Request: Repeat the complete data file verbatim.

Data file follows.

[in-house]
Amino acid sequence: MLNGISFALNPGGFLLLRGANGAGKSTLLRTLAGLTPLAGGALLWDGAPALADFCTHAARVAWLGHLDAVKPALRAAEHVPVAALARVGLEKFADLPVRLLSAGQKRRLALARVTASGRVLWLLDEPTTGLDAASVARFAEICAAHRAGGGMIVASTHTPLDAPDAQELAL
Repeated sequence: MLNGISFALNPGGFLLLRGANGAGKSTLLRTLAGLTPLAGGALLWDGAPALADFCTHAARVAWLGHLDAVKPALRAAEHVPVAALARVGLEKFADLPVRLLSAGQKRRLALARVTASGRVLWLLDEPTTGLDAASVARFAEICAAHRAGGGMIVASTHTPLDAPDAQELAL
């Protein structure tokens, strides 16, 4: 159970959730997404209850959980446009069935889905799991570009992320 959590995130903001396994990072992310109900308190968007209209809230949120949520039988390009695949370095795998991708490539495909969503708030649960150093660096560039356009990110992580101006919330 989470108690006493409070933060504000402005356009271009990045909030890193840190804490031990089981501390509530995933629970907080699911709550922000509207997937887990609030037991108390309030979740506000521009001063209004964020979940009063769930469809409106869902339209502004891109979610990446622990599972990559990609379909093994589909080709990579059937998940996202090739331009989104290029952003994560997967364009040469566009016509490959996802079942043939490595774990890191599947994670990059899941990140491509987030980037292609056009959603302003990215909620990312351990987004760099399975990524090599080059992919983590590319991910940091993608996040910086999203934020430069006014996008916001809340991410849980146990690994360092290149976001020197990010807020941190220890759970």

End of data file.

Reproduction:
[in-house]
Amino acid sequence: MLNGISFALNPGGFLLLRGANGAGKSTLLRTLAGLTPLAGGALLWDGAPALADFCTHAARVAWLGHLDAVKPALRAAEHVPVAALARVGLEKFADLPVRLLSAGQKRRLALARVTASGRVLWLLDEPTTGLDAASVARFAEICAAHRAGGGMIVASTHTPLDAPDAQELAL
Repeated sequence: MLNGISFALNPGGFLLLRGANGAGKSTLLRTLAGLTPLAGGALLWDGAPALADFCTHAARVAWLGHLDAVKPALRAAEHVPVAALARVGLEKFADLPVRLLSAGQKRRLALARVTASGRVLWLLDEPTTGLDAASVARFAEICAAHRAGGGMIVASTHTPLDAPDAQELAL
């Protein structure tokens, strides 16, 4: 159970959730997404209850959980446009069935889905799991570009992320 959590995130903001396994990072992310109900308190968007209209809230949120949520039988390009695949370095795998991708490539495909969503708030649960150093660096560039356009990110992580101006919330 989470108690006493409070933060504000402005356009271009990045909030890193840190804490031990089981501390509530995933629970907080699911709550922000509207997937887990609030037991108390309030979740506000521009001063209004964020979940009063769930469809409106869902339209502004891109979610990446622990599972990559990609379909093994589909080709990579059937998940996202090739331009989104290029952003994560997967364009040469566009016509490959996802079942043939490595774990890191599947994670990059899941990140491509987030980037292609056009959603302003990215909620990312351990987004760099399975990524090599080059992919983590590319991910940091993608996040910086999203934020430069006014996008916001809340991410849980146990690994360092290149976001020197990010807020941190220890759970």